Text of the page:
In context: Aza Raskin is widely credited for the creation of the infinite scrolling mechanism that's been implemented on social media, and he's been open about how it has regrettably turned into something that keeps people glued to their phones and leads to addictions, distraction, polarization, radicalization, and disinformation. Apple CEO Tim Cook agrees with this notion, and says the company wants people to use its devices for creating and connecting with friends and family.
One of the hotly-debated topics of these past few years is social media and how it has conditioned people into spending hours on end glued to their devices. Apps like Twitter, Facebook, TikTok, Instagram, and others are crafted in a way that encourages you to engage with an endless string of content that is algorithmically sorted to fit your preferences or favorite personalities and organizations.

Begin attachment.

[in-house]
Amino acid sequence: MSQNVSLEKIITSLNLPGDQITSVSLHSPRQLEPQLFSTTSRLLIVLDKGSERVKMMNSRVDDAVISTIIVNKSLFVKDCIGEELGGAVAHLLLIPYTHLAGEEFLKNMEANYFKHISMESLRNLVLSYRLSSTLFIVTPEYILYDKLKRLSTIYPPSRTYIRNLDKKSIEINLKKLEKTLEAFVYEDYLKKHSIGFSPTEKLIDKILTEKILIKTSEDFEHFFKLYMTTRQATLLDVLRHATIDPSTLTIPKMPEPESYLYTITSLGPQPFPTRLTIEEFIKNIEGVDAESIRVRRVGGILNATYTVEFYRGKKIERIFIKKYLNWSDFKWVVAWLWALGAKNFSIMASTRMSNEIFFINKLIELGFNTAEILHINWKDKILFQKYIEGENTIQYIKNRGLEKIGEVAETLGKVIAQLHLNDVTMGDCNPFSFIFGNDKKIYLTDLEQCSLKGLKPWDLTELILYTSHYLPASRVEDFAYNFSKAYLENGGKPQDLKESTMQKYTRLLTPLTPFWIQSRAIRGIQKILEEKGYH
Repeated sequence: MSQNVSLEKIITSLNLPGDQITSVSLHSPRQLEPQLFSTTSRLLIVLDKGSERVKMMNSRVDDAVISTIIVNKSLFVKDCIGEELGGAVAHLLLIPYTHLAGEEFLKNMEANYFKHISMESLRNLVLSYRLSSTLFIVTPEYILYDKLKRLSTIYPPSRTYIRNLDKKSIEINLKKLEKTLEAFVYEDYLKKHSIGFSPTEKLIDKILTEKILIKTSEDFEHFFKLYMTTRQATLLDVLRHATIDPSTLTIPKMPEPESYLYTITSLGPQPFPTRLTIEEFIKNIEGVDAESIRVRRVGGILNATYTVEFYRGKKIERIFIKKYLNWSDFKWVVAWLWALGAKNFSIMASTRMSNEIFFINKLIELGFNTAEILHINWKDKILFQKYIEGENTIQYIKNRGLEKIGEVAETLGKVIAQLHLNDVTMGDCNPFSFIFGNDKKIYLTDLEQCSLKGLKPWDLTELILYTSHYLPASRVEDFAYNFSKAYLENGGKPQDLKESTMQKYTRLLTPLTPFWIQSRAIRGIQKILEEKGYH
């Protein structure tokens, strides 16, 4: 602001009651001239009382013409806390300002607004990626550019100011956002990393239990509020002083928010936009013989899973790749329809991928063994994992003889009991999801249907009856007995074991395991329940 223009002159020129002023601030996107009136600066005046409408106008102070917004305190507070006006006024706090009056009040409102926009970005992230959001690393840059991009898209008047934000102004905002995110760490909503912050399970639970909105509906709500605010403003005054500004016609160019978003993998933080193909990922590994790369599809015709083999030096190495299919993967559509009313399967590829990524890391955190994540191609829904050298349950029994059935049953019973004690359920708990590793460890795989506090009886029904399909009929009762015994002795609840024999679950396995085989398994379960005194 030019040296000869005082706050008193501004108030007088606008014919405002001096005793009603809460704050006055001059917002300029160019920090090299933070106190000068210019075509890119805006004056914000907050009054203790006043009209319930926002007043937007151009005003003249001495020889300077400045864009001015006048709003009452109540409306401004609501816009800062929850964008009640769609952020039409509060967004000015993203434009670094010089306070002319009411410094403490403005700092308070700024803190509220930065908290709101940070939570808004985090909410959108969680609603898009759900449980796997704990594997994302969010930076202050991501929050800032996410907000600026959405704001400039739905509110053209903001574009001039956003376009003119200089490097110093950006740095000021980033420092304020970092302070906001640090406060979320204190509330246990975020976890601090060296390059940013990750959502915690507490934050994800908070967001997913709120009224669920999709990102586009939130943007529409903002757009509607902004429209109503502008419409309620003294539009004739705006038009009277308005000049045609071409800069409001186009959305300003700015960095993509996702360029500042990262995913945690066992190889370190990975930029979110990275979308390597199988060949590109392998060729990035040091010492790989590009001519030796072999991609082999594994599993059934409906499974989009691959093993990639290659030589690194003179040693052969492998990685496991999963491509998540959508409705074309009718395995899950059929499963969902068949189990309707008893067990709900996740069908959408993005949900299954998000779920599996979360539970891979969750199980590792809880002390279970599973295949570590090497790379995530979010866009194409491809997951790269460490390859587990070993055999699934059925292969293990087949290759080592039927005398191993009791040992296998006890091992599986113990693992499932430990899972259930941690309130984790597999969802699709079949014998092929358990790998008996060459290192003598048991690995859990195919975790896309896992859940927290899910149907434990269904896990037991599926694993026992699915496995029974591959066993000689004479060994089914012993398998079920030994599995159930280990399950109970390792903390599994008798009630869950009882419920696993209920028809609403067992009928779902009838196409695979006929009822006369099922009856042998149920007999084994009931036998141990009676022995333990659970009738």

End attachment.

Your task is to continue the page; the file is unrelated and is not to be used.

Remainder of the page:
During an interview with Bustle, Tim Cook expressed his support of Shine -- an app that's designed to help users tackle social stigma around mental health issues, both in their personal life as well as at work. Cook believes apps like Shine are powerful examples of how technology can be used to improve the quality of people's lives.
Image credit: Claudio Scotto
The Apple CEO was also asked to weigh in on the recent reports about how Facebook and Instagram impact young people's mental health. He says that's one of the reasons Apple developed features like Screen Time, but the time spent using social media apps is only one component, the other being what you're doing.
Cook explained that "we want people to do things with their devices, like the photography exhibit [that he enjoyed earlier that day], or connecting with family and friends with FaceTime. Not endless, mindless scrolling." He's a strong proponent of the idea that "technology should serve humanity and not the other way around."
Online and technology addiction are high up on Apple's priority list of things to solve, and the company believes it can do more to prevent them on its devices. At the same time, it's researching ways for the iPhone to monitor for common mental health conditions and possibly even detect early warning signs.